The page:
Tiffany Haddish, an American stand-up comedian and actress, is on a mission to raise $25 million to address the food desert and improve the lives of people in her community.
According to The Washington Post, Haddish intends to construct ‘Diaspora Groceries,’ which will be named after ethnic or racial groups who moved to the United States from other nations, in the Crenshaw section of Los Angeles, California.
For years, the actress has been raising funds for the low-cost store in order to serve the BIPOC community, with a goal of $25 million.
In an interview with The Grio, the famous actress said, “I have noticed in my community that they’ve shut down many grocery stores, which to me is like, ‘Well, are you trying to starve us out?’ And then those grocery stores didn’t necessarily have good food in there for us anyway. So I want to open up a grocery store.”
Diaspora Groceries will teach clients how to cook and manage their finances properly in addition to providing high-quality sustainably produced food.
According to Haddish, “There will be specialty things, a normal market, and a nonprofit-like educational component, where people can take cooking classes and a financial literacy class.”
The Girl’s Trip actress’ concept is inspired by her experiences living in poverty and dealing with food insecurity in 2021, when she stated she previously had to make due on $500 per month in order to buy a property.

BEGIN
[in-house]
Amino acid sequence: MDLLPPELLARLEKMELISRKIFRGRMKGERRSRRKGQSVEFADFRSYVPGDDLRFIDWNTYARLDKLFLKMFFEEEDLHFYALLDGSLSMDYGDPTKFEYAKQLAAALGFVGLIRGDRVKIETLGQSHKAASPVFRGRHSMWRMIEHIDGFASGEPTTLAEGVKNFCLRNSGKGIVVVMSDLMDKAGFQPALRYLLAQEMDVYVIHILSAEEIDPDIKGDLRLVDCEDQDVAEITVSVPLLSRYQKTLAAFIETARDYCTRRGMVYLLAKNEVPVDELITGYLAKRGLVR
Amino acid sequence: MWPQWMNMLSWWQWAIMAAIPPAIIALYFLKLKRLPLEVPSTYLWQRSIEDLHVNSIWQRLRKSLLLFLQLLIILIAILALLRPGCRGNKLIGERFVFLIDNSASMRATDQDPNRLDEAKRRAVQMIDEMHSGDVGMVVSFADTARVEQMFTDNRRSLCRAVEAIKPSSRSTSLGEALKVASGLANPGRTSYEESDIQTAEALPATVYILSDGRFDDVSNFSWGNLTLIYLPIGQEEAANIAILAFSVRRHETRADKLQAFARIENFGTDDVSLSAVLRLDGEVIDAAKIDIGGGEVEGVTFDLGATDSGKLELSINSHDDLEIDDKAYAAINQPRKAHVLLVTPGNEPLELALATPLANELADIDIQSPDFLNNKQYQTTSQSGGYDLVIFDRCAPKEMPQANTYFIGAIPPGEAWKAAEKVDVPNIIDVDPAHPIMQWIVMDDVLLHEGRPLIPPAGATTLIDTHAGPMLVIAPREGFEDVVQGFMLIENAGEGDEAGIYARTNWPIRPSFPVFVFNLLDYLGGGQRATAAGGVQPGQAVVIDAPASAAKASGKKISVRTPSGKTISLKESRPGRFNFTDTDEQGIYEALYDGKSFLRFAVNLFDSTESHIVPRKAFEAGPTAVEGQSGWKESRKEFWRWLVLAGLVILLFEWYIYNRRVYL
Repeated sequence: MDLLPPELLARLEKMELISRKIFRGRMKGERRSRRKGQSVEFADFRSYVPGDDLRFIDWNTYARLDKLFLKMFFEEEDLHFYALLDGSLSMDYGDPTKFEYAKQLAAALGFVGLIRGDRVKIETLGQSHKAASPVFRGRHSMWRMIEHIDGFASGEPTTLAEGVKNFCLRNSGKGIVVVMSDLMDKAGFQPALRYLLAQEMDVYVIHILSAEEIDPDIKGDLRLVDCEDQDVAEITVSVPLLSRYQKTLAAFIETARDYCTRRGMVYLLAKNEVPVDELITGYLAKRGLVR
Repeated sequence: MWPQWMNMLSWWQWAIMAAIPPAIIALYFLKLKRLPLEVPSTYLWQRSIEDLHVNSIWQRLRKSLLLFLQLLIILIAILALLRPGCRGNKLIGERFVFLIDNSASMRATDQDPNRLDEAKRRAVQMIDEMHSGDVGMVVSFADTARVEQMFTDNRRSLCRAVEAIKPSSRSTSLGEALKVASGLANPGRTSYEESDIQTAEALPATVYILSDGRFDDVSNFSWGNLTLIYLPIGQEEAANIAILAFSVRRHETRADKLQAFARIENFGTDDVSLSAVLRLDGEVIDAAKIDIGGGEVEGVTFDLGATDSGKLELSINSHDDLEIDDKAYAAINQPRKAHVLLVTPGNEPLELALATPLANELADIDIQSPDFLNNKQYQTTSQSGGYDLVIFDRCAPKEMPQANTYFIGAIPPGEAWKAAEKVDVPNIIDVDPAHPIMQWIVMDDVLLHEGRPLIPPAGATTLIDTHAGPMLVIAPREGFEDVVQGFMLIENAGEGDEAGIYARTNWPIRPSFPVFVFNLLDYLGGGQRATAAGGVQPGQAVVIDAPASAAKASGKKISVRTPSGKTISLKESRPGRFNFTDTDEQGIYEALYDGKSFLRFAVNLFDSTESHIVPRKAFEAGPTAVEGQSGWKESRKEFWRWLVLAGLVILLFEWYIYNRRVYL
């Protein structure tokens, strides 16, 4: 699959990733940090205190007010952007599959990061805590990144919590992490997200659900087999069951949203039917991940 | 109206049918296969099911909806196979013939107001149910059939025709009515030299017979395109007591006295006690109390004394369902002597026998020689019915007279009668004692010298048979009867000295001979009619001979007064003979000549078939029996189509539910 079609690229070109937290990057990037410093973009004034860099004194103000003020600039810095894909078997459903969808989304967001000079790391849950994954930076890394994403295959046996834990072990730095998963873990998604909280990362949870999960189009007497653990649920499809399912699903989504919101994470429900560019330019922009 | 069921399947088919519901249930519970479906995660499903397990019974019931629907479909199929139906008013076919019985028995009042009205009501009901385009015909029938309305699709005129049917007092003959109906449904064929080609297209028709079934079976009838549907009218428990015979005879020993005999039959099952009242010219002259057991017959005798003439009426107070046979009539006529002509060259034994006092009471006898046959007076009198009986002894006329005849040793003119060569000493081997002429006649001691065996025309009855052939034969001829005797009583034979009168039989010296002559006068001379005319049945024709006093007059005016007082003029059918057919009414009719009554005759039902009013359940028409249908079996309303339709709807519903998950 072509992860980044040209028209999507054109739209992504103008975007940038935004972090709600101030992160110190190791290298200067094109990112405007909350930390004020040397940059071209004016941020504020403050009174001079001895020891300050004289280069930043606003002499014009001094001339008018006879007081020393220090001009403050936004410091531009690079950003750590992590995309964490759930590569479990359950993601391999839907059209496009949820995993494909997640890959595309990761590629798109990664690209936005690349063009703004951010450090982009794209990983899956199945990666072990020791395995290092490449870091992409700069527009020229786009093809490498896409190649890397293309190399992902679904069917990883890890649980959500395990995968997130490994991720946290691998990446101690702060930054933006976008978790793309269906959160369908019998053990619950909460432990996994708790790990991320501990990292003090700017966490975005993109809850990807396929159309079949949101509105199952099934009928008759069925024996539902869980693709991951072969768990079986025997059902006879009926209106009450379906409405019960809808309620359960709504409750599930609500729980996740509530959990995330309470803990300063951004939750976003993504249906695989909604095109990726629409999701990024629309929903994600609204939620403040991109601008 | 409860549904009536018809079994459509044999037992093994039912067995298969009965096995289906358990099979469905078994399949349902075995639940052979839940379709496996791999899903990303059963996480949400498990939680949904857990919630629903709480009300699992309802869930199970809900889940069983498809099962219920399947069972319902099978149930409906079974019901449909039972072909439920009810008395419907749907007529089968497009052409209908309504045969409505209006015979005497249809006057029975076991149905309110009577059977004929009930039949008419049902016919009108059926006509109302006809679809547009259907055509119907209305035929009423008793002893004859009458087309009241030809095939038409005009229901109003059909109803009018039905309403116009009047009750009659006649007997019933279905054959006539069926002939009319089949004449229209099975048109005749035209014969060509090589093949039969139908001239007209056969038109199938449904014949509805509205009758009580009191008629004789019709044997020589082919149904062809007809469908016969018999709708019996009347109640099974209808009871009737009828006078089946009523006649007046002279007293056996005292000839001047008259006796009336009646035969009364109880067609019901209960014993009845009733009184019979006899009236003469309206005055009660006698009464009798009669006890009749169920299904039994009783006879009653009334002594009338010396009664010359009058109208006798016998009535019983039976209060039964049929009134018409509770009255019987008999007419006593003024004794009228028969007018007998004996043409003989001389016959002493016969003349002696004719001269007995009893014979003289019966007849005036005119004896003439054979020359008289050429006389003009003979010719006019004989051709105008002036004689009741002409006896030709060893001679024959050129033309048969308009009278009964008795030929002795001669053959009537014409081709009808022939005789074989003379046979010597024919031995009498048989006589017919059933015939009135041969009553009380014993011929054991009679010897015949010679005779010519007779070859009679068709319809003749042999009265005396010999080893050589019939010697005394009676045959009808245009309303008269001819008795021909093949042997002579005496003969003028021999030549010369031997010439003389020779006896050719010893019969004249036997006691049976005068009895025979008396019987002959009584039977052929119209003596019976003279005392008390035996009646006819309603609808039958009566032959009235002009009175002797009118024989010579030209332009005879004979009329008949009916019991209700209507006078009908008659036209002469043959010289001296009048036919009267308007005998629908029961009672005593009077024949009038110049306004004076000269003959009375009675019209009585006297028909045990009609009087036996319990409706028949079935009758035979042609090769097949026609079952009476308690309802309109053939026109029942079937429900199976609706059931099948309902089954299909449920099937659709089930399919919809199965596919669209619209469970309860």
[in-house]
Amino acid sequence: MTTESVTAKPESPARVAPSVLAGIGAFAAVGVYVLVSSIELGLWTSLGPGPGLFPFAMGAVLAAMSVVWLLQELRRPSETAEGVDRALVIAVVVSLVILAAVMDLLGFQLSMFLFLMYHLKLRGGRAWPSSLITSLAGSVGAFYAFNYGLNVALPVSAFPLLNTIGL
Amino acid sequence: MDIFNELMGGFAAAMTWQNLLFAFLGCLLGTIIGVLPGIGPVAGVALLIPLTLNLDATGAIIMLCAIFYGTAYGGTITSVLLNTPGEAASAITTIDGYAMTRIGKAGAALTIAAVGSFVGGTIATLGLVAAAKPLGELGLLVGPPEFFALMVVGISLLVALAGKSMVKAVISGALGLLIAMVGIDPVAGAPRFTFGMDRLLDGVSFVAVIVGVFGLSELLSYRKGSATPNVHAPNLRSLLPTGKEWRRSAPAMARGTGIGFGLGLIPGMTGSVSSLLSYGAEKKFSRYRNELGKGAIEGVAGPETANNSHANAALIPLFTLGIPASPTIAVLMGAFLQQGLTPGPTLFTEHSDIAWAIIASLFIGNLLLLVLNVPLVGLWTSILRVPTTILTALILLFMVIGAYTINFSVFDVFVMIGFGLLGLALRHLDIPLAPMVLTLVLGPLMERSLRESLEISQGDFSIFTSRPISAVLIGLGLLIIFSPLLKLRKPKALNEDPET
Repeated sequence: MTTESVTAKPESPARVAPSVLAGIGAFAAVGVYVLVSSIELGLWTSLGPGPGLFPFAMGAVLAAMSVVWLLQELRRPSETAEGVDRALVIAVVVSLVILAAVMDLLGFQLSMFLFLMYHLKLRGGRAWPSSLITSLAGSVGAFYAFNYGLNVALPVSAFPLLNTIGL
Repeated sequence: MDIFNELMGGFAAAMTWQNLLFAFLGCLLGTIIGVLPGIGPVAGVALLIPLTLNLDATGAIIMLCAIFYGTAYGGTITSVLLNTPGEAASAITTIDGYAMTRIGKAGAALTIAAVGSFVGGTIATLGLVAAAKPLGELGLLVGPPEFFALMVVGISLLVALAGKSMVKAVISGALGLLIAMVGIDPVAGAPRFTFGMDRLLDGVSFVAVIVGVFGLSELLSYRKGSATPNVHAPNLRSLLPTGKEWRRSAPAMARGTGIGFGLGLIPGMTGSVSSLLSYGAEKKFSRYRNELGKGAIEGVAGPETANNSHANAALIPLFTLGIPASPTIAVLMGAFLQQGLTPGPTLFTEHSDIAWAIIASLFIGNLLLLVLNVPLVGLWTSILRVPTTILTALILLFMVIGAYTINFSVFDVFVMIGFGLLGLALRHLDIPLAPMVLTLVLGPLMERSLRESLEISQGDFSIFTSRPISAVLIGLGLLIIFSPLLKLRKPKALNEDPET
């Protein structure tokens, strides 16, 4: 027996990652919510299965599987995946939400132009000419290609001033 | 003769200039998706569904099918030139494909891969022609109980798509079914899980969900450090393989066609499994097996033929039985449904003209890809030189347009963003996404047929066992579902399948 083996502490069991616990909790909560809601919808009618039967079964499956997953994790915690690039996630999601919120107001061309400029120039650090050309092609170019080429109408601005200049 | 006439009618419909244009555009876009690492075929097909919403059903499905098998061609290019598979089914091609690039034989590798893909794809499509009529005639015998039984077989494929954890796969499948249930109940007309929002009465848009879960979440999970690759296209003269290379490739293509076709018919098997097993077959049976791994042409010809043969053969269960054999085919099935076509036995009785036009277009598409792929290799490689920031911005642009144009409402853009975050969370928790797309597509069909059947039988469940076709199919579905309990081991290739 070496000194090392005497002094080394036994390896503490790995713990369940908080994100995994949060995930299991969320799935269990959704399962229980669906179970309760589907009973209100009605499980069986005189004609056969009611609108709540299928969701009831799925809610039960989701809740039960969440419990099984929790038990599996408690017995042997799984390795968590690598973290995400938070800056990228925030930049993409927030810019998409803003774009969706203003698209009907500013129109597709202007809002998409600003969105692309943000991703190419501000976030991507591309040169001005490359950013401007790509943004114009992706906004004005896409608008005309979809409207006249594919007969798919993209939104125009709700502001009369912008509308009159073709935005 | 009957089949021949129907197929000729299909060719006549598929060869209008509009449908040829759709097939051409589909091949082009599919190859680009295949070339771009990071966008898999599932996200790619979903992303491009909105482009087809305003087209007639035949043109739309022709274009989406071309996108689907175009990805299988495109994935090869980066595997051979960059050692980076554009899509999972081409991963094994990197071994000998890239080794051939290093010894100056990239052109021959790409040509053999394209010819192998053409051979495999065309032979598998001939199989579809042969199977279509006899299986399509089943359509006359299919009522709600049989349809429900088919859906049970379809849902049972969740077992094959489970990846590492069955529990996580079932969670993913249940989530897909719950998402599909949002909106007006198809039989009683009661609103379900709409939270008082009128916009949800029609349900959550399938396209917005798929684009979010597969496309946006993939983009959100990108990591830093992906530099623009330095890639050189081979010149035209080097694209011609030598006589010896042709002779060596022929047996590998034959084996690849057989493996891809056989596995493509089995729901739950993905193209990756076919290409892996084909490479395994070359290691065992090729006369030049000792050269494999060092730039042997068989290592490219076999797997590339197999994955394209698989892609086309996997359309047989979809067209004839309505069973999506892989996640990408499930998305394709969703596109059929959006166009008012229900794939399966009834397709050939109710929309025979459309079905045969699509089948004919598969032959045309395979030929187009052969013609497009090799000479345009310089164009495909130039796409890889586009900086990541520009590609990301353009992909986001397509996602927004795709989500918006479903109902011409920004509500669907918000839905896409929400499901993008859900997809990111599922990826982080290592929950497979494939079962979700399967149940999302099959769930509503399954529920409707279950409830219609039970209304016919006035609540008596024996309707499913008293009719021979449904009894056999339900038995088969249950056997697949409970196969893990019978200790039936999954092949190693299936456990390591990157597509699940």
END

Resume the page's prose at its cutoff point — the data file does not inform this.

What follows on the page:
“Food insecurity is a real thing for me,” Haddish told Essence, “something I’ve experienced the majority of my existence. I would say the last five years have been more like, ‘This is what I’m going to eat.’”
Now aware of the connection between a healthy diet and lifestyle, and the idea that “food is medicine,” she is working to improve access in South Los Angeles.
“I’m a firm believer that once you understand how money works, once you understand how food works, you become a healthier, happier human being,” she said.
Everyone in the neighborhood benefits, according to the famous comedian, when people and their families are healthier and happier. She aims to utilize food and money to challenge systematic racism because she believes that is where it begins.
There is no further information on the official grand launch of ‘Diaspora Groceries’. The store’s website, on the other hand, notes that it is now accepting applications from BIPOC entrepreneurs who wish to sell their wares there because it “aims to build authentic and lasting partnerships” with them.